Pressure grows on BBC chief after he made 'significant error of judgement' in arranging £800,000 loan for Boris Johnson

12 February 2023, 09:17 | Updated: 12 February 2023, 14:19

BBC Chief Richard Sharp helped to arrange an £800,000 loan guarantee for ex-PM Boris Johnson
BBC Chief Richard Sharp helped to arrange an £800,000 loan guarantee for ex-PM Boris Johnson. Picture: Getty
Kieran Kelly

By Kieran Kelly

Pressure is growing on BBC chairman Richard Sharp after a cross-party group of MPs found he made a "significant error of judgement" by helping to arrange an £800,000 loan for ex-Prime Minister Boris Johnson.

Mr Sharp should "consider the impact his omissions will have" on trust within the BBC after failing to declare to MPs his role in facilitating the loan when he was applying for the job of BBC chairman, a report by MPs found.

Shadow Cabinet minister Lisa Nandy said Richard Sharp's position at the BBC has become "untenable".

"Increasingly the circumstances around the relationship between the Conservative prime minister Boris Johnson and Richard Sharp is looking more and more murky and I think his position is becoming increasingly untenable as a result," she told Sophie Ridge on Sunday.

MPs said Mr Sharp's actions "constitute a breach of the standards expected of individuals" applying for prominent public appointments.

Mr Sharp has insisted that he did not arrange the loan but admitted he introduced Mr Johnson and his friend Sam Blyth, who wanted to help the then-prime minister with his financial troubles, to Cabinet.

BBC Chairman Richard Sharp
BBC Chairman Richard Sharp. Picture: DCMS Committee

A spokesman for Mr Sharp said he "regrets" not telling MPs about his involvement with Mr Blyth "and apologises".

Mr Sharp was named as the preferred candidate for the BBC job in January 2021 and the Commons Digital, Culture, Media and Sport Committee backed his appointment.

"Richard Sharp's decisions, firstly to become involved in the facilitation of a loan to the then-prime minister while at the same time applying for a job that was in that same person's gift, and then to fail to disclose this material relationship, were significant errors of judgment," the MPs said.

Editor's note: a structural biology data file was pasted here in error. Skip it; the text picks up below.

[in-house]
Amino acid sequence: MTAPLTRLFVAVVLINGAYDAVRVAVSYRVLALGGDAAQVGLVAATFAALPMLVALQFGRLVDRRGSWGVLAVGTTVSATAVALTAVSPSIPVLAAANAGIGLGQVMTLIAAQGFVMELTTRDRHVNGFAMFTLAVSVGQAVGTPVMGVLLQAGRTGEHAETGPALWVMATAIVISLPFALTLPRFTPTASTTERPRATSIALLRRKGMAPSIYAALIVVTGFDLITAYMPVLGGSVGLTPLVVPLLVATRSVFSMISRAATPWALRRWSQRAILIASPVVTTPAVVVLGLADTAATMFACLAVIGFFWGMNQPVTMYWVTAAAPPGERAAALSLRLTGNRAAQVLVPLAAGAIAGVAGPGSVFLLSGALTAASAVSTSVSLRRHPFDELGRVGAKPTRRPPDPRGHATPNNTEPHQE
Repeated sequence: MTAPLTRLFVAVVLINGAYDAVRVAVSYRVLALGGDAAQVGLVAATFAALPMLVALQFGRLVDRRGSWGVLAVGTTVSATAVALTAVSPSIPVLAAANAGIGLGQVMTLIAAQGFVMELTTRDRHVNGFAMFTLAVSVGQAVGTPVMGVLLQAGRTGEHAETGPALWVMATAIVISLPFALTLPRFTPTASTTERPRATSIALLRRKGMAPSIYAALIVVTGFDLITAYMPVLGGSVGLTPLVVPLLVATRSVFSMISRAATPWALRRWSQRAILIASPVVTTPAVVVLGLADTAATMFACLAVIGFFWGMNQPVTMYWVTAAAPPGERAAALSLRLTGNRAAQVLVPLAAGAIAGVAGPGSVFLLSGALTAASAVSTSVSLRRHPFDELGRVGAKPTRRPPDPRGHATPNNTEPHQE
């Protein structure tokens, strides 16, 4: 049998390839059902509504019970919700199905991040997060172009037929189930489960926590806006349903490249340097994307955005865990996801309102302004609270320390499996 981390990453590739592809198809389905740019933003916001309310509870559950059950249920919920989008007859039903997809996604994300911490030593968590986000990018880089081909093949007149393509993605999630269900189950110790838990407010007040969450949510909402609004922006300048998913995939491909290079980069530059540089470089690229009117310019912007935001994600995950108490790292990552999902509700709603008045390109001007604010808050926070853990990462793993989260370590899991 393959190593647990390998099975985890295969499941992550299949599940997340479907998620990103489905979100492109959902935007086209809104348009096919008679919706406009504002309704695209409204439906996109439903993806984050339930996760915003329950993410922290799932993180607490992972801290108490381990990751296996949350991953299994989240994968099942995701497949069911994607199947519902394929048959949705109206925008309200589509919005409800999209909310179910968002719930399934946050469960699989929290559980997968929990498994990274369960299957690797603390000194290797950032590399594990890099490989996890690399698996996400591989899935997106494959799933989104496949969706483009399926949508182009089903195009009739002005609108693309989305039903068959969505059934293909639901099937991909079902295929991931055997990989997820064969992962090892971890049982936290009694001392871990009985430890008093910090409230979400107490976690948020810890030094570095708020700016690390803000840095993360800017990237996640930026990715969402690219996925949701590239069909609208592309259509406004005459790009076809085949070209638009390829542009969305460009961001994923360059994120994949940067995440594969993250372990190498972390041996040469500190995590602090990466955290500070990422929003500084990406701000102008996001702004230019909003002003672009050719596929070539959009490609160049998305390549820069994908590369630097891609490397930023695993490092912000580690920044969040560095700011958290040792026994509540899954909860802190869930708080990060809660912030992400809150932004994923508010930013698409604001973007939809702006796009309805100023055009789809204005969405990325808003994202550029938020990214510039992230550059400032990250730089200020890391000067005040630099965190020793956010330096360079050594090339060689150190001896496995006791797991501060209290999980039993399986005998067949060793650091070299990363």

Read More: Boris accuses BBC of 'disappearing up its own fundament' over claims chief helped ex-PM secure £800,000 loan

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The committee concluded: "Mr Sharp should consider the impact his omissions will have on trust in him, the BBC and the public appointments process."

The MPs were also critical of current PM Rishi Sunak and other senior ministers who had highlighted their 2021 decision to endorse Mr Sharp.

"The fact that ministers have cited this committee's original report on Mr Sharp's appointment as a defence of the process was followed, when we were not in full possession of all the facts that we should have had before us in order to come to our judgment, is highly unsatisfactory," the MPs added.

MPs said Richard Sharp's role in arranging an £800,000 loan for Boris Johnson could undermine trust within the BBC
MPs said Richard Sharp's role in arranging an £800,000 loan for Boris Johnson could undermine trust within the BBC. Picture: Getty

The MPs said there was an "unresolved issue" as to why Cabinet Secretary Simon Case believed Mr Sharp had himself been giving financial advice to Mr Johnson and called on the Cabinet Office to "clear up the confusion".

"Mr Sharp denied that he had ever given financial advice to the then-prime minister but was unable to account for the decision by the Cabinet Office to issue a note to the prime minister advising him not to seek further financial advice from Mr Sharp given his impending appointment as chair of the BBC," the MPs said.

Richard Sharp was appointed as BBC Chairman when Boris Johnson was prime minister
Richard Sharp was appointed as BBC Chairman when Boris Johnson was prime minister. Picture: Getty

Boris Johnson previously dismissed claims that Mr Sharp helped him secure an £800,000 loan as "absolute nonsense" and accused the broadcasting corporation of "disappearing up its own fundament".

Mr Sharp had asked for a scrutiny panel to examine potential conflicts of interest over claims he helped former prime minister Boris Johnson secure an £800,000 loan.

Speaking to Sky News in January, Mr Johnson said: "This is a load of complete nonsense - absolute nonsense.

"Let me just tell you, Richard Sharp is a great and wise man but he knows absolutely nothing about my personal finances - I can tell you that for 100% ding dang sure."This is just another example of the BBC disappearing up its own fundament."

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